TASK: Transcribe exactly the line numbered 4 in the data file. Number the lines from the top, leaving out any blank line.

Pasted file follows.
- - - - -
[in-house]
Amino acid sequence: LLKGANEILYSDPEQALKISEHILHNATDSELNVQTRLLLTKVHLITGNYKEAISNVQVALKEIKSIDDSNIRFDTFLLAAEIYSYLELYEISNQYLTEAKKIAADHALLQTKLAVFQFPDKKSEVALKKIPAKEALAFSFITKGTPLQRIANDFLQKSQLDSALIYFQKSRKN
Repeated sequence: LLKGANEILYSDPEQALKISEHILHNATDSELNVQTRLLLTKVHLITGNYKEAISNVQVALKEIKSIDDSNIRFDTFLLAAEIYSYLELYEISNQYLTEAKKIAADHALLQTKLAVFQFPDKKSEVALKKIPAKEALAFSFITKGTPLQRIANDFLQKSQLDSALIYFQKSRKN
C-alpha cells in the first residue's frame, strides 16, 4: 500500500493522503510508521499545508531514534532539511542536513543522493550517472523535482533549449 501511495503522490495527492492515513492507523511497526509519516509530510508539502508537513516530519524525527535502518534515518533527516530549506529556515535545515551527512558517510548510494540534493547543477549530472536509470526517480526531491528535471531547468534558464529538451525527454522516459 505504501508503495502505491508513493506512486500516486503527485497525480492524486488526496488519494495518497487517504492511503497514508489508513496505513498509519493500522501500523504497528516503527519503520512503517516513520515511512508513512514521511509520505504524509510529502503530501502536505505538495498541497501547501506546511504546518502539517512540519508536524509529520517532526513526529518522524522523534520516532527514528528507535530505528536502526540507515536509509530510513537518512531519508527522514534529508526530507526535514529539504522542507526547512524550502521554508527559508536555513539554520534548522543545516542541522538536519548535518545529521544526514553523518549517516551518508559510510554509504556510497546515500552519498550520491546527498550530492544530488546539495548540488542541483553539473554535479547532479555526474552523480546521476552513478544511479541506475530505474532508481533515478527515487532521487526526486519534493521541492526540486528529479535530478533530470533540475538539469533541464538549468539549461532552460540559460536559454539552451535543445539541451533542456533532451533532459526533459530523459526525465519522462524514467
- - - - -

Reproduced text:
C-alpha cells in the first residue's frame, strides 16, 4: 500500500493522503510508521499545508531514534532539511542536513543522493550517472523535482533549449 501511495503522490495527492492515513492507523511497526509519516509530510508539502508537513516530519524525527535502518534515518533527516530549506529556515535545515551527512558517510548510494540534493547543477549530472536509470526517480526531491528535471531547468534558464529538451525527454522516459 505504501508503495502505491508513493506512486500516486503527485497525480492524486488526496488519494495518497487517504492511503497514508489508513496505513498509519493500522501500523504497528516503527519503520512503517516513520515511512508513512514521511509520505504524509510529502503530501502536505505538495498541497501547501506546511504546518502539517512540519508536524509529520517532526513526529518522524522523534520516532527514528528507535530505528536502526540507515536509509530510513537518512531519508527522514534529508526530507526535514529539504522542507526547512524550502521554508527559508536555513539554520534548522543545516542541522538536519548535518545529521544526514553523518549517516551518508559510510554509504556510497546515500552519498550520491546527498550530492544530488546539495548540488542541483553539473554535479547532479555526474552523480546521476552513478544511479541506475530505474532508481533515478527515487532521487526526486519534493521541492526540486528529479535530478533530470533540475538539469533541464538549468539549461532552460540559460536559454539552451535543445539541451533542456533532451533532459526533459530523459526525465519522462524514467